Symptoms of Gum Disease
What causes tooth loss?
As a child, losing a tooth feels like a rite of passage on the journey to adulthood. But as a grown-up, it’s a distressing and irreversible experience with long-lasting consequences for the look and feel of your mouth and even your self-confidence.
There are a number of reasons why you might suffer from tooth loss as an adult. You can lose teeth in an accident or as a result of medical conditions, but one of the leading causes of lost teeth is serious, irreversible gum disease periodontitis.
Why gum disease may lead to tooth loss
Healthy gums are vital to the health of your teeth.
Your jaw bone keeps each tooth secure in its socket. This is why it’s important that this bone doesn’t become exposed to bacteria as infection may set in causing damage and, potentially, tooth loss. Your gums provide a protective barrier between the bone and the plaque bacteria in your mouth.
A build up of plaque bacteria, which can irritate the gums, could be the beginning of gum disease. This can make them red and swollen and they may also bleed when you brush and floss. These are the signs of the first stage of gum disease, gingivitis. If this is left untreated it can develop into the irreversible second stage, periodontitis and eventually tooth loss.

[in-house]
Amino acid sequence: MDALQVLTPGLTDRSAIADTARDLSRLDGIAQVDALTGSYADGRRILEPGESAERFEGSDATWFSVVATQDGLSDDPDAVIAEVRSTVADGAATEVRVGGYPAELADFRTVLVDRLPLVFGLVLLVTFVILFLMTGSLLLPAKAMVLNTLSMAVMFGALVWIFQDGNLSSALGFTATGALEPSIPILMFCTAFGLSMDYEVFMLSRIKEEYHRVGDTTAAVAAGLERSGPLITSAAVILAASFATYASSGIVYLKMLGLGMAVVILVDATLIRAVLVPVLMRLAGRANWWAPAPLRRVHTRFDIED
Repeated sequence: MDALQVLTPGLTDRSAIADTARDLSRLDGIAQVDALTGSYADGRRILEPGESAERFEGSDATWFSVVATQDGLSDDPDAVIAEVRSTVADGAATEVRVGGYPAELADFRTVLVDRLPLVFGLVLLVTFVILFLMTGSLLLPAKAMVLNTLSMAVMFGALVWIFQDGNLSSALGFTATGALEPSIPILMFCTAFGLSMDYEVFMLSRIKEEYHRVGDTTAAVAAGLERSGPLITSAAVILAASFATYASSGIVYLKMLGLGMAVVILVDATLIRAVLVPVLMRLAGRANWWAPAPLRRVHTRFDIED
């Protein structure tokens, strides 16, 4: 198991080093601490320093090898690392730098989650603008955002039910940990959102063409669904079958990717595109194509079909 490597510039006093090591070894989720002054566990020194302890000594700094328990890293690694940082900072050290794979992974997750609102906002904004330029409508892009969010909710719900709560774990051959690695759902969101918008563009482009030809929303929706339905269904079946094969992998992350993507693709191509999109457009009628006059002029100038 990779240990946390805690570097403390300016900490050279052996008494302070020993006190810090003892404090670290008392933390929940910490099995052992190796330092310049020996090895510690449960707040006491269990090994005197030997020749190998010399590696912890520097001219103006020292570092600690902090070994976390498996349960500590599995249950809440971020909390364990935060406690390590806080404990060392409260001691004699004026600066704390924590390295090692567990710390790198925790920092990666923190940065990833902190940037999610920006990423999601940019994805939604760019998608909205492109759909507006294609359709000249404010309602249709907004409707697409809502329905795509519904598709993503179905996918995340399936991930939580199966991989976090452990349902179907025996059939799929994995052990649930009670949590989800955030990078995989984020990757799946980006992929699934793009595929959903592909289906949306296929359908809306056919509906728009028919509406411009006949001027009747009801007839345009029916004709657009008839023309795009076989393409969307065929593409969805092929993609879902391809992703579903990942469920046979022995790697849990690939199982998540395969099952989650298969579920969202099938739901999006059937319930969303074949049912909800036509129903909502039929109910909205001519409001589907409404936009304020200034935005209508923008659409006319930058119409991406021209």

This is because the build-up of plaque bacteria can cause gums to pull back from the teeth, leaving tiny spaces where more plaque can collect and infections occur. Left untreated, these infections may impact the bone and tissues in your gums that provide the support structure for your teeth. If the bones and tissues in your gums are damaged, teeth may become loose.
The key to prevent periodontal tooth loss is to never let things get that far.
Regular check ups with your dentist are vital as, unlike tooth ache or sensitivity, gum disease is not always painful. In fact, to begin with, you may not even notice you have it at all, but a professional examination can pick up early signs so you can take steps to treat gum disease before it gets worse.
This is especially important if you smoke, as smoking can mask the symptoms of gum disease.